University of Delaware Library

Special Collections Department


In 1968, with support from the Unidel Foundation, the University of Delaware Library acquired a collection of nearly 2,000 primary sources in the history of chemistry. The collection, formed over a thirty-year period by an Italian chemist, contained landmark works of chemical literature, often in many editions, in-depth holdings by less well-known figures, and extensive runs of early chemical journals. It included several manuscripts and incunabula, and many works in alchemy, natural philosophy, pharmacy, and related fields of physics, medicine and the occult sciences.

The collection, now called the Unidel History of Chemistry Collection, provides comprehensive documentation of the development of chemical crafts and industries, with well over half of the titles published prior to the chemical revolution of the 1780s. Close to 500 works from the seventeenth century, including extensive holdings of Johann Glauber, Robert Boyle, Andreas Libavius and Philippus Ulstadius, reflect the growth of chemical technology, in particular metallurgical chemistry. This development is also evident in 300 titles from the first three-quarters of the eighteenth century. In addition to major works by late eighteenth-century chemical leaders, for example Lavoisier, Berthollet, and Chevreul, the collection contains over 115 works by Justus Liebig, a result of the collector's work on a bibliography of Liebig, published in 1968. Holdings for the late nineteenth and early twentieth century are uneven, although several important items relating to the history of radioactivity and atomic physics are included. The collection is strongest in Italian, French, and German chemical literature, with only a small percentage of English imprints.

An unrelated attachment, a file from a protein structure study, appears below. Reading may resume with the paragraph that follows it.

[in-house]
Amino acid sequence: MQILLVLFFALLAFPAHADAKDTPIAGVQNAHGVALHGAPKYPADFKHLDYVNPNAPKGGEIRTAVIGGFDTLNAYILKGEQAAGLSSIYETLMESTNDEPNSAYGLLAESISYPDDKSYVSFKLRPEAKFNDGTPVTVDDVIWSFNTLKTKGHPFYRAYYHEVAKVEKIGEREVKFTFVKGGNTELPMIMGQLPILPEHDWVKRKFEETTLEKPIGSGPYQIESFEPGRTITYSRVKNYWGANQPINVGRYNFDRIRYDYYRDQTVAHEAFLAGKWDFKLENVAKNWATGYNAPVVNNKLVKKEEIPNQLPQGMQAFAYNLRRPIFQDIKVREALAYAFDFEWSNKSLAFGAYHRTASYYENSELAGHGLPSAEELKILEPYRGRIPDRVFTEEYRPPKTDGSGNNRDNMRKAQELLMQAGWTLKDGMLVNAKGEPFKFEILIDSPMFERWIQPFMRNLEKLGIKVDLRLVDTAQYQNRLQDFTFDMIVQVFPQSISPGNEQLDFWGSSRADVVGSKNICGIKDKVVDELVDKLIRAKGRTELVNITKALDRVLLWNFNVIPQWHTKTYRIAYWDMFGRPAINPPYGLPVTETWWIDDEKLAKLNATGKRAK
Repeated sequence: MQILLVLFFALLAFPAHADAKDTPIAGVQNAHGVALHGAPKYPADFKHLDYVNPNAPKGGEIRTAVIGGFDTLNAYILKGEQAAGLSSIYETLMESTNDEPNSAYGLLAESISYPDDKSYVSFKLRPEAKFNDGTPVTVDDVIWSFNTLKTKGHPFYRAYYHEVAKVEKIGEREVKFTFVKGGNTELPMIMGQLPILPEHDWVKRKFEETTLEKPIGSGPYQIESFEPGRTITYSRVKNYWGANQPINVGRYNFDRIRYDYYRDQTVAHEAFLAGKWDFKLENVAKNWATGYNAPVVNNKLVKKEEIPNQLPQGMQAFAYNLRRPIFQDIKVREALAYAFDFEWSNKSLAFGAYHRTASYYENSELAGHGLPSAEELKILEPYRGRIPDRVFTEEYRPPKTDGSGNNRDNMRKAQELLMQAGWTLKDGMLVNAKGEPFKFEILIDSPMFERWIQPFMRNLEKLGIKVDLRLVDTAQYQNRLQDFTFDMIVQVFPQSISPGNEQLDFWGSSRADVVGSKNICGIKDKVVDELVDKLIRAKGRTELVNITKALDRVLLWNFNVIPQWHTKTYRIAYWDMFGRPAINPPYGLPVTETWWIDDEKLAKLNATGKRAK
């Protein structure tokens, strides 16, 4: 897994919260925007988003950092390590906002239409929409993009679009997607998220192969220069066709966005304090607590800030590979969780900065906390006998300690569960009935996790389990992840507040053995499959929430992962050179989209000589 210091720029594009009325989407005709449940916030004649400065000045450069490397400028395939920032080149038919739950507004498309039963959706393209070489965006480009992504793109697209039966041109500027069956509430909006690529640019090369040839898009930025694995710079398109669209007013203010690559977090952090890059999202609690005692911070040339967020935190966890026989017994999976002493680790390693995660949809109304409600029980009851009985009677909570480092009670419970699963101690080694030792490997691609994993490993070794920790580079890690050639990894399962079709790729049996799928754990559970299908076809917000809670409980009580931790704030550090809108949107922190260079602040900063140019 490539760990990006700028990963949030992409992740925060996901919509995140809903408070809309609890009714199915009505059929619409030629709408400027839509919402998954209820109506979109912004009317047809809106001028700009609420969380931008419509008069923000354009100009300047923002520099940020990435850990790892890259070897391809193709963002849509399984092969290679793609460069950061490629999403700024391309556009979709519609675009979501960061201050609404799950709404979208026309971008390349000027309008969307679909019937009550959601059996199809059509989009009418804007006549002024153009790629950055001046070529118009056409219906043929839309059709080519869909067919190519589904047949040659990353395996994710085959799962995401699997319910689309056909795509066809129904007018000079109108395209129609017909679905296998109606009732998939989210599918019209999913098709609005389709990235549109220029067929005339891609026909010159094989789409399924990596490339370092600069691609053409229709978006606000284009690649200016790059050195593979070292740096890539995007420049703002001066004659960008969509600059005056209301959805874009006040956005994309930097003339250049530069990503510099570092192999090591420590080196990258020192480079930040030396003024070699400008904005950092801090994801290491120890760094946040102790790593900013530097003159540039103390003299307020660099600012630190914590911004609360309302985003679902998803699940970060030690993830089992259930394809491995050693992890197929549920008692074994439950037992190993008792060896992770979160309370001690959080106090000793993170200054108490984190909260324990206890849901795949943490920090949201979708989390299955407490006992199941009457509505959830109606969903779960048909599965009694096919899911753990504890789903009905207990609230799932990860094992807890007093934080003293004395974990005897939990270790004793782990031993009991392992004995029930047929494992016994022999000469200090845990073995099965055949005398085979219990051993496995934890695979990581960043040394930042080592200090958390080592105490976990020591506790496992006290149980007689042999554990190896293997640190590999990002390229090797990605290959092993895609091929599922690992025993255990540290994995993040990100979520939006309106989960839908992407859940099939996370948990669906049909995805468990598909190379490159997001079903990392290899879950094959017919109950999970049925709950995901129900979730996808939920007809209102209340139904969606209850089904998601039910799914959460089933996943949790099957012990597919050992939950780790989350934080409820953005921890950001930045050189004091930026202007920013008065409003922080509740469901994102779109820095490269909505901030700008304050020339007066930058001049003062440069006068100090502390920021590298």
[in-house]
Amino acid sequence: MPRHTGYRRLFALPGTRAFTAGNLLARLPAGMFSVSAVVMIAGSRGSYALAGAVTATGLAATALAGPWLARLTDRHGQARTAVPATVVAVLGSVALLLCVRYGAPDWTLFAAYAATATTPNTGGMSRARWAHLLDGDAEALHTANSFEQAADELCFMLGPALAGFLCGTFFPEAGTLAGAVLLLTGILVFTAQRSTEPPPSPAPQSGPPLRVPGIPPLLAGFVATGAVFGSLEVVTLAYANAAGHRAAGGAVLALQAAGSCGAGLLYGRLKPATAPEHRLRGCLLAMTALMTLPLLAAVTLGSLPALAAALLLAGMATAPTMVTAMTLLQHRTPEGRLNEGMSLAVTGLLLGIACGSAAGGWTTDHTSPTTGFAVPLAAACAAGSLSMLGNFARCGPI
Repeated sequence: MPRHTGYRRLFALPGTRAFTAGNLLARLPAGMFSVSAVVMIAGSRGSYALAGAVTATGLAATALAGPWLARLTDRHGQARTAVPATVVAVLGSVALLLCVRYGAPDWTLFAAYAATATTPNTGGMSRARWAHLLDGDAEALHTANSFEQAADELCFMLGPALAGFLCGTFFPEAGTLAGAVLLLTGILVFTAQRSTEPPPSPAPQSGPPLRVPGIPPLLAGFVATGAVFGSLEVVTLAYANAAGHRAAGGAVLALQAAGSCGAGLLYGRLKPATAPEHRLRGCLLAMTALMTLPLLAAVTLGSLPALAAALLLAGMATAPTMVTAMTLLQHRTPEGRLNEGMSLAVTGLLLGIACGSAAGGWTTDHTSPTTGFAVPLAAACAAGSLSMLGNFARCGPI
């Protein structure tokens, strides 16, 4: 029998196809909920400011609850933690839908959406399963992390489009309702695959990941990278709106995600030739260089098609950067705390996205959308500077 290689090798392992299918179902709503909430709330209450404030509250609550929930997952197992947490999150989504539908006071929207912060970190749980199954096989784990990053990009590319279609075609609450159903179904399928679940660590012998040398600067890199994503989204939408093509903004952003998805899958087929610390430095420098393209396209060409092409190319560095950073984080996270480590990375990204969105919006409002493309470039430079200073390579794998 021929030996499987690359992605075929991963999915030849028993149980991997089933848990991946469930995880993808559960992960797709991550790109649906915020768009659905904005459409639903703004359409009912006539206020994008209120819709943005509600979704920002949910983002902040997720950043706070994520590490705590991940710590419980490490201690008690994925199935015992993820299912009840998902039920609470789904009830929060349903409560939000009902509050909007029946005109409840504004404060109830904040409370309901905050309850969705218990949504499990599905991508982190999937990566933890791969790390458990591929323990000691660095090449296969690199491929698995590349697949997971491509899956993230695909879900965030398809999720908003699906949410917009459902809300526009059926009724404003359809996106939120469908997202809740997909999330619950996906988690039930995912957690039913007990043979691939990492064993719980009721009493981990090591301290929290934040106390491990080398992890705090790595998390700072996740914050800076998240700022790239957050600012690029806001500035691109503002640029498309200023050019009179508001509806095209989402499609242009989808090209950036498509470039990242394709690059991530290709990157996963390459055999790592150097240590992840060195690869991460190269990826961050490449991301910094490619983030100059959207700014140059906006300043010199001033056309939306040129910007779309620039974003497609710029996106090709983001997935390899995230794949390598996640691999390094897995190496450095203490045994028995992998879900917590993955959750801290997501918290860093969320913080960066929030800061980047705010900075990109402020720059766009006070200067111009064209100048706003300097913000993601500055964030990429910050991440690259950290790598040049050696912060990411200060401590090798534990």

Over the twenty years since the Unidel History of Chemistry Collection was acquired, the University of Delaware Library has continued to strengthen existing holdings and develop less well-represented areas, in particular works by English authors. This is especially worth noting in 1991, the 300th anniversary of the death of Robert Boyle, often considered the father of modern chemistry in recognition of his rigorous experimental methods.

"From Liquid to Vapor and Back: Four Centuries of the First Chemical Separation Process", on view in the Special Collections Exhibition Gallery, Hugh M. Morris Library, February 4 - May 31, 1991, illustrates one of many research topics supported by the Unidel History of Chemistry Collection. The history of chemical separation, now a highly specialized branch of industrial chemistry, encompasses chemical theory and laboratory practice. The exhibition traces this theme in early writers such as Biringuccio, Agricola and Libavius, who cover a wide range of chemical subjects from a practitioner's point of view; and later in later treatises, textbooks, dictionaries, and manuals. Works included in the exhibition from the nineteenth century and twentieth century demonstrate the increasing industrialization of chemical processes.

Although most of the works included in "From Liquid to Vapor and Back" have been drawn from the Unidel History of Chemistry Collection, other resources at the University of Delaware Library are also represented, including the papers of chemist and geologist James C. Booth, the first geologist in the state of Delaware; and the papers of Hippolyte Dussauce, an industrial chemist who set up a laboratory in New York following his emigration to the United States from France in 1860.

This exhibition and checklist, spanning 400 years of chemical literature, suggest the depth of resources available for use by students of the history of chemistry and related fields in the University of Delaware Library.

Alice Schreyer
Assistant Director of Libraries for Special Collections

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